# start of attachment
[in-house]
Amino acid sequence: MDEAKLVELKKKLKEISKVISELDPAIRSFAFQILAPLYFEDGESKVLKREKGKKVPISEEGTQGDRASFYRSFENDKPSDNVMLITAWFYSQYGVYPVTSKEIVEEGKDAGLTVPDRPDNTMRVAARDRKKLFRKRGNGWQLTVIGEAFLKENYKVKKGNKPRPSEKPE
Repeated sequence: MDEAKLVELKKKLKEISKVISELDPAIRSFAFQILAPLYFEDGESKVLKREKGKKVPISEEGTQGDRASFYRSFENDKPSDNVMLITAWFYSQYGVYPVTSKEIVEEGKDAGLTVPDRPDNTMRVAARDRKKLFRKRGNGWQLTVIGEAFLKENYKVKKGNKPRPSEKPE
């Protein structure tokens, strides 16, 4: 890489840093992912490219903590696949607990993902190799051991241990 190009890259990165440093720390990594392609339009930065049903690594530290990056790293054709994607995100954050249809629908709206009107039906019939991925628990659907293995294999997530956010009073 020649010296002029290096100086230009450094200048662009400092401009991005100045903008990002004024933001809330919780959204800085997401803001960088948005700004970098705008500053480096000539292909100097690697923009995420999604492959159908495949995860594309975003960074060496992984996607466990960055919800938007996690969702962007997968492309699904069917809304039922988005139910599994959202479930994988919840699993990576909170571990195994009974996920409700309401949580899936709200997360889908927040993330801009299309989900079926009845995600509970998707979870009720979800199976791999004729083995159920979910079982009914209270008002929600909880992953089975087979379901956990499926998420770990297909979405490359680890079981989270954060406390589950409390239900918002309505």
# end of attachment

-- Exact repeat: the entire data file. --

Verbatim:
[in-house]
Amino acid sequence: MDEAKLVELKKKLKEISKVISELDPAIRSFAFQILAPLYFEDGESKVLKREKGKKVPISEEGTQGDRASFYRSFENDKPSDNVMLITAWFYSQYGVYPVTSKEIVEEGKDAGLTVPDRPDNTMRVAARDRKKLFRKRGNGWQLTVIGEAFLKENYKVKKGNKPRPSEKPE
Repeated sequence: MDEAKLVELKKKLKEISKVISELDPAIRSFAFQILAPLYFEDGESKVLKREKGKKVPISEEGTQGDRASFYRSFENDKPSDNVMLITAWFYSQYGVYPVTSKEIVEEGKDAGLTVPDRPDNTMRVAARDRKKLFRKRGNGWQLTVIGEAFLKENYKVKKGNKPRPSEKPE
């Protein structure tokens, strides 16, 4: 890489840093992912490219903590696949607990993902190799051991241990 190009890259990165440093720390990594392609339009930065049903690594530290990056790293054709994607995100954050249809629908709206009107039906019939991925628990659907293995294999997530956010009073 020649010296002029290096100086230009450094200048662009400092401009991005100045903008990002004024933001809330919780959204800085997401803001960088948005700004970098705008500053480096000539292909100097690697923009995420999604492959159908495949995860594309975003960074060496992984996607466990960055919800938007996690969702962007997968492309699904069917809304039922988005139910599994959202479930994988919840699993990576909170571990195994009974996920409700309401949580899936709200997360889908927040993330801009299309989900079926009845995600509970998707979870009720979800199976791999004729083995159920979910079982009914209270008002929600909880992953089975087979379901956990499926998420770990297909979405490359680890079981989270954060406390589950409390239900918002309505």